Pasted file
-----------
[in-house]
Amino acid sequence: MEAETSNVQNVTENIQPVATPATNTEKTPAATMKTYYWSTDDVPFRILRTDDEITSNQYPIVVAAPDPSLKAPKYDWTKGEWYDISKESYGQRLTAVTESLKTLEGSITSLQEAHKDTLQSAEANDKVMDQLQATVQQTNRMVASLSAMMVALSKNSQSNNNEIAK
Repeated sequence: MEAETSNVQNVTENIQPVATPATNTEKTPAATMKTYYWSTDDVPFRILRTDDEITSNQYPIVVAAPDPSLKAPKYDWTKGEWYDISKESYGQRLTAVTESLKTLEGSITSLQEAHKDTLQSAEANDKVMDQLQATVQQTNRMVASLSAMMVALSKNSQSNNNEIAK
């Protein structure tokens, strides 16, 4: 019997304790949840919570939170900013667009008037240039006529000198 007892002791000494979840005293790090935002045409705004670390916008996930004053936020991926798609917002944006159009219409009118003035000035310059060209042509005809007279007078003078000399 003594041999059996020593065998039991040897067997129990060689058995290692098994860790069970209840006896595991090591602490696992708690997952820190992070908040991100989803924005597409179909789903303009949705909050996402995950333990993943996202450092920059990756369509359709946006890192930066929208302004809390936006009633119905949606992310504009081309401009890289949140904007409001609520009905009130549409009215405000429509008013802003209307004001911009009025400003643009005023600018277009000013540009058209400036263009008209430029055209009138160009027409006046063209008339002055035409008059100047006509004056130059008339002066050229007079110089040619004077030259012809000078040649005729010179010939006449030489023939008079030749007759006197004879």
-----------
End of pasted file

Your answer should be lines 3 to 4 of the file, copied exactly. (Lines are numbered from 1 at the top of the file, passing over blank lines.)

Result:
Repeated sequence: MEAETSNVQNVTENIQPVATPATNTEKTPAATMKTYYWSTDDVPFRILRTDDEITSNQYPIVVAAPDPSLKAPKYDWTKGEWYDISKESYGQRLTAVTESLKTLEGSITSLQEAHKDTLQSAEANDKVMDQLQATVQQTNRMVASLSAMMVALSKNSQSNNNEIAK
């Protein structure tokens, strides 16, 4: 019997304790949840919570939170900013667009008037240039006529000198 007892002791000494979840005293790090935002045409705004670390916008996930004053936020991926798609917002944006159009219409009118003035000035310059060209042509005809007279007078003078000399 003594041999059996020593065998039991040897067997129990060689058995290692098994860790069970209840006896595991090591602490696992708690997952820190992070908040991100989803924005597409179909789903303009949705909050996402995950333990993943996202450092920059990756369509359709946006890192930066929208302004809390936006009633119905949606992310504009081309401009890289949140904007409001609520009905009130549409009215405000429509008013802003209307004001911009009025400003643009005023600018277009000013540009058209400036263009008209430029055209009138160009027409006046063209008339002055035409008059100047006509004056130059008339002066050229007079110089040619004077030259012809000078040649005729010179010939006449030489023939008079030749007759006197004879």